9. #9
    Uber Goober StephenH's Avatar
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    Well, personally, I'm not going to stop because it'd be unhealthy not to, but I'll stop if I feel like stopping. My long rides are mostly randonneuring, and as long as you meet your cutoff times, there's no penalty for stopping, so no reason to punish yourself by trying to ride nonstop unnecessarily. The exception to the randonneuring has been one 12-hour race, and there, I was uncompetitive in the first place, so it didn't much matter how I worked the details, a few minutes one way or the other wouldn't really affect much.
    "be careful this rando stuff is addictive and dan's the 'pusher'."

  10. #10
    Senior Member Richard Cranium's Avatar
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    Really I just was curious what the longest people can ride without taking a break of any kind?
    Sue Notorangelo rode nearly 200 miles at the Spenco 500 mile race - back in 1986 without getting off her bike. It has been assumed by those in attendance that since it was raining that it made very little difference as to whether a nature break occurred while she continued to ride.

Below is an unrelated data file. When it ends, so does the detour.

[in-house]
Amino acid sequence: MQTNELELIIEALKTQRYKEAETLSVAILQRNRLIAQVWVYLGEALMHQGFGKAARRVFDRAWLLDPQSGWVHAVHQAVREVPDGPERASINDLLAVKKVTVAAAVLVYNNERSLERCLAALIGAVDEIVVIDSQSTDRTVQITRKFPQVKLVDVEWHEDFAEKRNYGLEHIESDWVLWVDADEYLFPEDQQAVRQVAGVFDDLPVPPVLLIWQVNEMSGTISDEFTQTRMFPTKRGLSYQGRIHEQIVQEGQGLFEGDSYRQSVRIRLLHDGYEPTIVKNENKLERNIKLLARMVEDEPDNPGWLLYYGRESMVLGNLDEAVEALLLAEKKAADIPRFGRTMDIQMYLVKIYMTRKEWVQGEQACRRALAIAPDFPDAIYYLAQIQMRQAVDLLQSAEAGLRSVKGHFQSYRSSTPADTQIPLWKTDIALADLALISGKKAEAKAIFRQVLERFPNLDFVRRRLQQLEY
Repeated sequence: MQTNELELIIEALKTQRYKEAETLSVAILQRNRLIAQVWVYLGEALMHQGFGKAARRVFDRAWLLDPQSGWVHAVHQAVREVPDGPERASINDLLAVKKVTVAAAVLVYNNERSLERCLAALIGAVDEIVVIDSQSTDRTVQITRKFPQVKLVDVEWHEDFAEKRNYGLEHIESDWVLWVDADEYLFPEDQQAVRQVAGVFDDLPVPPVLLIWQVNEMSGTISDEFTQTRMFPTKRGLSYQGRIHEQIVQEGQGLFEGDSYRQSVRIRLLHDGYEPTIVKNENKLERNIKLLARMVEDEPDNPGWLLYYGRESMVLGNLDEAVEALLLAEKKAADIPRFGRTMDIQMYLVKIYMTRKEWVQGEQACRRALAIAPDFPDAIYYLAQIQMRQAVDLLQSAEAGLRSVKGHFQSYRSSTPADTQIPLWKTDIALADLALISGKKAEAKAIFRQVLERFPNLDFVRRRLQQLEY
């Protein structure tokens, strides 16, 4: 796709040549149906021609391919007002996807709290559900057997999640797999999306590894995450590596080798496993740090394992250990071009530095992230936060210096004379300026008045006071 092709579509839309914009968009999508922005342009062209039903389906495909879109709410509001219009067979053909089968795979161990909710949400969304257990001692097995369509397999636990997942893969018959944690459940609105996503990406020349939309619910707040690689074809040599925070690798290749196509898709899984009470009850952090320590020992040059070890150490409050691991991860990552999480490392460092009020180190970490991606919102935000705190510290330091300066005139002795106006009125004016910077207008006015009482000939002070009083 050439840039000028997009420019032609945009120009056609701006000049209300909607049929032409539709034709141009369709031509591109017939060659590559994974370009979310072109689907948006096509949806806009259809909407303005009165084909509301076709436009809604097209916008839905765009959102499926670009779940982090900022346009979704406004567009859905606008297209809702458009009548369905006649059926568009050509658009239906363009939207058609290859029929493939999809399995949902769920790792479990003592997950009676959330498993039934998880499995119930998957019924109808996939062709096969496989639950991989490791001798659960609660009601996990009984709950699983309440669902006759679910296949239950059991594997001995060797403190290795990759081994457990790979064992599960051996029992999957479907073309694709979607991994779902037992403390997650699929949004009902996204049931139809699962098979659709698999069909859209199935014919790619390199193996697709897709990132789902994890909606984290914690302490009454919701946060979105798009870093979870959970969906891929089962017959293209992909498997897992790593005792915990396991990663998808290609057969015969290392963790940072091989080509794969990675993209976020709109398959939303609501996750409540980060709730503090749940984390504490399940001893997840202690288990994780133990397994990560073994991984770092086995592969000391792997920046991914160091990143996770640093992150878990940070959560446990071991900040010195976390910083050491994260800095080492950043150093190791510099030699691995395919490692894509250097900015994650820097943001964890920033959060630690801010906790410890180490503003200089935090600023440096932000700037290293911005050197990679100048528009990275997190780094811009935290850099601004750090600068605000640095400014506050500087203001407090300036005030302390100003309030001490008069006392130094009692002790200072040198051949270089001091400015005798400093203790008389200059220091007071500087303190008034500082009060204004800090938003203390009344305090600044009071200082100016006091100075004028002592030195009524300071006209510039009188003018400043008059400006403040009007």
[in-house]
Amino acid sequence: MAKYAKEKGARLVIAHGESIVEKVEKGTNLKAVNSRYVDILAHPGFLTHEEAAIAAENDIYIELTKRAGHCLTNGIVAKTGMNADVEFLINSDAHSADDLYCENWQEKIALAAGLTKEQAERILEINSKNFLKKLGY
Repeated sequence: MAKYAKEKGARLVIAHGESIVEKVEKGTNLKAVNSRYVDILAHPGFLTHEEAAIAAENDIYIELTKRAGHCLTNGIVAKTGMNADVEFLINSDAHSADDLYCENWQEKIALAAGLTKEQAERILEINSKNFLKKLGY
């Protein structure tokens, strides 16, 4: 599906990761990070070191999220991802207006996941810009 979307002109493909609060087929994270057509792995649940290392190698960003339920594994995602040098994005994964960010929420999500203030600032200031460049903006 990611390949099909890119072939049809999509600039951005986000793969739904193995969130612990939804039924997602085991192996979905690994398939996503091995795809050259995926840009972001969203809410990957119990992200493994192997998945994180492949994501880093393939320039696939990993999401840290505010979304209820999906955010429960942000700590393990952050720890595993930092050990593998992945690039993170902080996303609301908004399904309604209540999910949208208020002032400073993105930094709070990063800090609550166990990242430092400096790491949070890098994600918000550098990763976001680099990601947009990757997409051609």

I have ridden several dozen "century" rides non-stop. Most recently - as of (2003 CC Challenge) - I believe I went the first 200 miles with out putting a foot down. (many of us agreed to pee from the bike at the same time on a slight down hill)

    I would imagine there will be yet even more queer remarks coming.........
    Sorry about my comments - I thought you wanted honest feedback.
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  11. #11
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    Quote Originally Posted by worldtraveller View Post
    ...
    if doing 200km non stop as the top racers do, then does that mean what they are doing is unhealthy?
    The main difference between the top (professional) racers and the majority of us is that when they do the race, the have a full support from their team cars with food and drink deliveries and sometimes a bike maintenance without stopping (I have seen on one of early stage of TdF a chain lubrication done by service guy while the racer was still running). Even in their case, they do stops for wheel or bike exchange sometimes more than once a stage. In case of normal bikers, we have to stop to refuel after certain period of time, it just depends on the distance.

    So it is more a definition or better to say personal assumption about the break duration that makes the counting closed. Having that linked to feet not touching the ground might be too rigorous for most of bikers and could lead to curiosity and danger. I normally count a ride from leaving home till the moment of return (or stopping for sleeping) as one ride. If I go again same day, it is another ride. If I go for an event on the bike, might split into two/three rides to have the event recorder separatelly.

    It is more an individual decision, how to count that and just follow.